Design students find fashion's future in its past

New exhibition threads environmental awareness into restyled old garments

BEV BETKOWSKI - 26 June 2018

Lorree Verbeke is looking forward to keeping warm next winter in a new version of her grandpa's old coat, wrapped in good memories.

The University of Alberta student reworked the fine, 40-year-old garment as part of re-Vision and re-Turn, a new exhibit in the Faculty of Agricultural, Life and Environmental Sciences that explores sustainable fashion.

"It's nice to know I was able to rework that piece and carry it forward in my life, and to have a piece of him with me," she said.

She also feels good knowing that instead of hanging unused and forgotten in a closet, the coat will be worn for years to come. "I love that I'm now able to wear it."

As a final class project, Verbeke and her fellow apparel design students in the Department of Human Ecology were challenged to think about using their talent and imagination to turn used clothing into something new.

It's becoming more important to thread the idea of environmental sustainability into how we treat our clothing, said class instructor Vlada Blinova. "The fashion industry is beginning to have a negative image," thanks to "fast fashion" that meets consumer demand for new storefront offerings each week by churning out quickly made, poor-quality clothing.

Not so long ago, off-the-rack clothing was a cut above what it's become, Blinova noted.

"The quality of fabrics is not the same as it used to be 10 or 20 years ago. A lot of blends aren't as durable or comfortable to wear. They lose their look after the first wash," she explained.

The result tends to be closets glutted with cheap garments that take an environmental toll in their making, and again by clogging landfills after they're thrown away because they don't fit well or wear out.

Blinova wanted students to challenge that trend. They took the project to heart, cutting up old jackets, skirts, gowns-even old Christmas tablecloths and curtains from the family cabin-and using the fabric as raw material to create an assortment of funky, chic new dresses, coats, even a backpack and a tiny pillbox purse.

And though the assignment for their fourth-year class only required them to use 40 per cent of upcycled materials in their final products, their 13 weeks at the cutting table and sewing machine took them well past that.

"Most of them went 100 per cent," said Blinova. "They were excited about the idea and they want to be leaders and make changes in the fashion industry."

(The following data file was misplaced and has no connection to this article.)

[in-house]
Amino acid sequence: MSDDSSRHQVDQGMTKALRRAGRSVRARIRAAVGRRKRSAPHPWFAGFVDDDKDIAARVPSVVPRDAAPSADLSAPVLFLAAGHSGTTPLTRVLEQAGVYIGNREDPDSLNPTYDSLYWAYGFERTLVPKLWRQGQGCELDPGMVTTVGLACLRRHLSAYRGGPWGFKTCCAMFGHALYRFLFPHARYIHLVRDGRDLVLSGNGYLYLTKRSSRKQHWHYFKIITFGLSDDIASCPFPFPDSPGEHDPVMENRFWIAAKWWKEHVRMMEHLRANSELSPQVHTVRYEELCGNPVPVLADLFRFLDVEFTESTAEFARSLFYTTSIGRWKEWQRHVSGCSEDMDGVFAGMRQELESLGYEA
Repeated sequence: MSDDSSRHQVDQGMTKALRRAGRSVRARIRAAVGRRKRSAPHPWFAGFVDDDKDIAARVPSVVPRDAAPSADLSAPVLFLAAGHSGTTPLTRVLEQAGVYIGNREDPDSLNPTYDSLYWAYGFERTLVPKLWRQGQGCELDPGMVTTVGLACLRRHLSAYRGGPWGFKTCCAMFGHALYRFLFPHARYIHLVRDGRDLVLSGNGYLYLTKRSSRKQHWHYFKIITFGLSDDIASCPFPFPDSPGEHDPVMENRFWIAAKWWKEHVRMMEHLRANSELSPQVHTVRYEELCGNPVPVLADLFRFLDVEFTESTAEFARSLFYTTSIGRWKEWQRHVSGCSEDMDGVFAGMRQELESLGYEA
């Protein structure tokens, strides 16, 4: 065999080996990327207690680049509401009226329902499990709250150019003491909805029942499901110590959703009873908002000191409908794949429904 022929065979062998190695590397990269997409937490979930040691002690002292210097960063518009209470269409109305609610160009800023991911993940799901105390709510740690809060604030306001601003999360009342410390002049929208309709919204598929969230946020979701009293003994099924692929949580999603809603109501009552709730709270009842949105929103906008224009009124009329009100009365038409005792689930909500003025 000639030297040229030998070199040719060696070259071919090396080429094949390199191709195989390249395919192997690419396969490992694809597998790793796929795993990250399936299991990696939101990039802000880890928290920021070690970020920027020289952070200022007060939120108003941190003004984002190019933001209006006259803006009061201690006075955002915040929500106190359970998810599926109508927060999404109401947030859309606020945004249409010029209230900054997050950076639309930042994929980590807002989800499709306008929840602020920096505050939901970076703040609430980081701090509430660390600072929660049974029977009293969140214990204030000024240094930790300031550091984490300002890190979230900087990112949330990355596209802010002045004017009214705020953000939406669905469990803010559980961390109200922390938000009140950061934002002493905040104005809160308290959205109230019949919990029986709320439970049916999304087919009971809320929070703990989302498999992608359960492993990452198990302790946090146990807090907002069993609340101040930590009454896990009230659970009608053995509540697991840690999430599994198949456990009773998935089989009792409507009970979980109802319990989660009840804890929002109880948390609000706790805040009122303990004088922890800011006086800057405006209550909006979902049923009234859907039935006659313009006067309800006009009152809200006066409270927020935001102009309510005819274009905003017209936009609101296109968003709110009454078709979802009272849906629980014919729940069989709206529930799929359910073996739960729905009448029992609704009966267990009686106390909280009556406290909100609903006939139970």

"This was a good project in teaching students about quality fabrics, about what they look and feel like," added Kathryn Chandler, who helped research the exhibit. It's also a nod to a time when reworking clothing was a way of life, she noted. "People used to do it out of thrift; it's now the moral thing to do, to help with environmental sustainability."

Verbeke, inspired by a coat worn by the newly minted Duchess of Sussex, Meghan Markle, patterned a new one from her grandfather's size 42, navy blue, wool and cashmere version. And though she felt bad about cutting up the original garment, the result was well worth it, she said.

"I learned there's a lot of possibilities with clothing you already have, and it just takes time and practice to make it work. It made it worthwhile, that I put a lot of effort into it."

The reimagined mix of clothing showcased in re-Vision and re-Turn is wildly creative. The two dowdy damask tablecloths became flirty cocktail dresses trimmed in faux fur and Swarovski crystals. A jewel-green satin Chinese-style dress sprang from a sister's old dress bodice and her mother's pillowcase. That cabin curtain, paired with pieces of a man's old suede jacket, turned into a new fall coat with lace details. A sleek colour-blocked dress, fashioned from two blazers and a pair of trousers, gives the illusion of a big-city skyline.

The total transformation is an eye-opener, Blinova said.

"We hope it's going to inspire people to be more informed consumers."

Besides looking for more quality rather than sheer quantity in their wardrobes, people may want to have a second look at a beloved outfit that's been pushed to the back of the closet as one of those old standbys they can't quite part with, and give it a second chance with the help of a tailor.

"It's a great way to revisit the love of a garment you had when you first bought it, and gives it a longer life," said Chandler.

For her part, Verbeke plans to continue turning the old into the new and to be more mindful of what she buys.

"You're more conscious of your purchases, because it's about loving the garment you choose to buy and having an emotional connection to it," she said.

Her design won an award, and she used the cash prize to buy a new sewing machine. She's already working on a summer short and top set being reworked from thrift-store clothing.

"I hope people can look at our work and appreciate the clothing they have. That old suit they have, it can have another life. And it doesn't have to be just about clothing, it could be reworking other things in your life, like home decor. Have an appreciation for what you have around you and give it a second chance at life, because mass-producing new stuff affects our environment so much."

re-Vision and re-Turn is on display until Sept. 30 in the main foyer gallery of the Human Ecology Building on North Campus. Exhibit hours are 7 a.m. to 9 p.m. Monday to Friday, 8 a.m. to 4 p.m. Saturday and noon to 4 p.m. Sunday.